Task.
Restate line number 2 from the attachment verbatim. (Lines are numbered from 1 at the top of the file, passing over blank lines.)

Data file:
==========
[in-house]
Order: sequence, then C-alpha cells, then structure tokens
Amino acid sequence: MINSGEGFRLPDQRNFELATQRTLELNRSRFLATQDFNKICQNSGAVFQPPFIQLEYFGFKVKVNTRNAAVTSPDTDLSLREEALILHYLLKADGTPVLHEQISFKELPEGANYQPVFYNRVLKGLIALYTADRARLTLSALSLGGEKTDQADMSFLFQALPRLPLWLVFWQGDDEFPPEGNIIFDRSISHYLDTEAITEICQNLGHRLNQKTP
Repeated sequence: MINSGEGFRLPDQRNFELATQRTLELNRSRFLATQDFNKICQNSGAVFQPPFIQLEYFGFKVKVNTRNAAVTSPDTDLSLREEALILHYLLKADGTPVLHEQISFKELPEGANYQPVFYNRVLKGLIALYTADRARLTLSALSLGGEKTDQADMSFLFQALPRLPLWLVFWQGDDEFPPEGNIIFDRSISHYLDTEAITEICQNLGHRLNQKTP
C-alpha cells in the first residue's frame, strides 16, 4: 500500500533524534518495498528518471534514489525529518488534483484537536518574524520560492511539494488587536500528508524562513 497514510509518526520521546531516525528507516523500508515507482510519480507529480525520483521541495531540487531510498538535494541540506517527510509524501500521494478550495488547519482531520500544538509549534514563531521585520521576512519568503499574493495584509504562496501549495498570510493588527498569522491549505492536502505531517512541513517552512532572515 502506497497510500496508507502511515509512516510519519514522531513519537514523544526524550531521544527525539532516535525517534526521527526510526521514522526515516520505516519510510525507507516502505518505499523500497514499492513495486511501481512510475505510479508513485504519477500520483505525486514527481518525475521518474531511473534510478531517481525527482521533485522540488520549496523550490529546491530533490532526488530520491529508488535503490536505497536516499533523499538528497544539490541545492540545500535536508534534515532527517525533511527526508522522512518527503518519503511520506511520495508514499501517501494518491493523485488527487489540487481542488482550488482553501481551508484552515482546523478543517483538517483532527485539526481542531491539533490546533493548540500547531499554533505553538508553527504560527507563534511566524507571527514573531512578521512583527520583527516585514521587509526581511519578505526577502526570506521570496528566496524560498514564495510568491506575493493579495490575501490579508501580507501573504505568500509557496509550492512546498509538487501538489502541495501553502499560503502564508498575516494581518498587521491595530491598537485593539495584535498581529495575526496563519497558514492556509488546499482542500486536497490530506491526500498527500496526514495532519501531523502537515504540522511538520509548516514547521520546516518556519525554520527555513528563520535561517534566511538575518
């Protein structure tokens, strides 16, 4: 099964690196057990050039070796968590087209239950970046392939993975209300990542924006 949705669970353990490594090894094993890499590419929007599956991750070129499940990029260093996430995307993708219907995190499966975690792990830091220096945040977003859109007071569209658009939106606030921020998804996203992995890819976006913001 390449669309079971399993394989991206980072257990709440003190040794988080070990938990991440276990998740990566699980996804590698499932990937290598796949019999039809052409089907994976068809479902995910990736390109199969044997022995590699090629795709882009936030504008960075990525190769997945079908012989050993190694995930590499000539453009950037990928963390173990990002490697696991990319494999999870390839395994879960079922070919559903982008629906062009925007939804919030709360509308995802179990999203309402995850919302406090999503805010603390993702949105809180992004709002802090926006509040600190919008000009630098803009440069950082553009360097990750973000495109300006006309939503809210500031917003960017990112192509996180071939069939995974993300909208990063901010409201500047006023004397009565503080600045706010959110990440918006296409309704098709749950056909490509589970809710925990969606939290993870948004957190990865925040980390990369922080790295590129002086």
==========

Order: sequence, then C-alpha cells, then structure tokens